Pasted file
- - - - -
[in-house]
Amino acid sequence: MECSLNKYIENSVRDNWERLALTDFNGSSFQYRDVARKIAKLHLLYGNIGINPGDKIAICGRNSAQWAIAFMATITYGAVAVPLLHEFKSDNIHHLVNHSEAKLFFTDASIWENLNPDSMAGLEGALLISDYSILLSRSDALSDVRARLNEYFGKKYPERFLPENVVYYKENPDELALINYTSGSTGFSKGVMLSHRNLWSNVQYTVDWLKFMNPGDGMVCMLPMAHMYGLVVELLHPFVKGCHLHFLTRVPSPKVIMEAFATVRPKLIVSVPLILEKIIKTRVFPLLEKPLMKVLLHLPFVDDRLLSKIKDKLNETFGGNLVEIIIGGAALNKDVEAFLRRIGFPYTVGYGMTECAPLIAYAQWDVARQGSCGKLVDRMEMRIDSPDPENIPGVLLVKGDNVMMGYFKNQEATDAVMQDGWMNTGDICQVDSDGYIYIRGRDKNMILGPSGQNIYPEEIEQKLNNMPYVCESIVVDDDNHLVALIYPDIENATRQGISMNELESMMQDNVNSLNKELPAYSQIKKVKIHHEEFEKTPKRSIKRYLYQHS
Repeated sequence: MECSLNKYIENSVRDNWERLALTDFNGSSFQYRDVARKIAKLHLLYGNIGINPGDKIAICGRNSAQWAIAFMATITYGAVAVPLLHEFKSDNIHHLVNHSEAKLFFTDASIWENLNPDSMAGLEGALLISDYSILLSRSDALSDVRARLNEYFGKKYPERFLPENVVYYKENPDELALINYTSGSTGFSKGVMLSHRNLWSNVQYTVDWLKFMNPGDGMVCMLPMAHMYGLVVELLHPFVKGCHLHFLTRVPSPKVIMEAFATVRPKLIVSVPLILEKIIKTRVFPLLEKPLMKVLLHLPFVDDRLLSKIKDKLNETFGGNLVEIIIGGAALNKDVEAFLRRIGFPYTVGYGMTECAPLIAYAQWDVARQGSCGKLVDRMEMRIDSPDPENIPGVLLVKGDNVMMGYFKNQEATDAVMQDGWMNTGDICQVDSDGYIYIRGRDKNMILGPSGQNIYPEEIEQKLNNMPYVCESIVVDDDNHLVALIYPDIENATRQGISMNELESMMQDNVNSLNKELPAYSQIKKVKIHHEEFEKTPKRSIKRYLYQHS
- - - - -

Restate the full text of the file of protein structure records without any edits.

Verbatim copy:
[in-house]
Amino acid sequence: MECSLNKYIENSVRDNWERLALTDFNGSSFQYRDVARKIAKLHLLYGNIGINPGDKIAICGRNSAQWAIAFMATITYGAVAVPLLHEFKSDNIHHLVNHSEAKLFFTDASIWENLNPDSMAGLEGALLISDYSILLSRSDALSDVRARLNEYFGKKYPERFLPENVVYYKENPDELALINYTSGSTGFSKGVMLSHRNLWSNVQYTVDWLKFMNPGDGMVCMLPMAHMYGLVVELLHPFVKGCHLHFLTRVPSPKVIMEAFATVRPKLIVSVPLILEKIIKTRVFPLLEKPLMKVLLHLPFVDDRLLSKIKDKLNETFGGNLVEIIIGGAALNKDVEAFLRRIGFPYTVGYGMTECAPLIAYAQWDVARQGSCGKLVDRMEMRIDSPDPENIPGVLLVKGDNVMMGYFKNQEATDAVMQDGWMNTGDICQVDSDGYIYIRGRDKNMILGPSGQNIYPEEIEQKLNNMPYVCESIVVDDDNHLVALIYPDIENATRQGISMNELESMMQDNVNSLNKELPAYSQIKKVKIHHEEFEKTPKRSIKRYLYQHS
Repeated sequence: MECSLNKYIENSVRDNWERLALTDFNGSSFQYRDVARKIAKLHLLYGNIGINPGDKIAICGRNSAQWAIAFMATITYGAVAVPLLHEFKSDNIHHLVNHSEAKLFFTDASIWENLNPDSMAGLEGALLISDYSILLSRSDALSDVRARLNEYFGKKYPERFLPENVVYYKENPDELALINYTSGSTGFSKGVMLSHRNLWSNVQYTVDWLKFMNPGDGMVCMLPMAHMYGLVVELLHPFVKGCHLHFLTRVPSPKVIMEAFATVRPKLIVSVPLILEKIIKTRVFPLLEKPLMKVLLHLPFVDDRLLSKIKDKLNETFGGNLVEIIIGGAALNKDVEAFLRRIGFPYTVGYGMTECAPLIAYAQWDVARQGSCGKLVDRMEMRIDSPDPENIPGVLLVKGDNVMMGYFKNQEATDAVMQDGWMNTGDICQVDSDGYIYIRGRDKNMILGPSGQNIYPEEIEQKLNNMPYVCESIVVDDDNHLVALIYPDIENATRQGISMNELESMMQDNVNSLNKELPAYSQIKKVKIHHEEFEKTPKRSIKRYLYQHS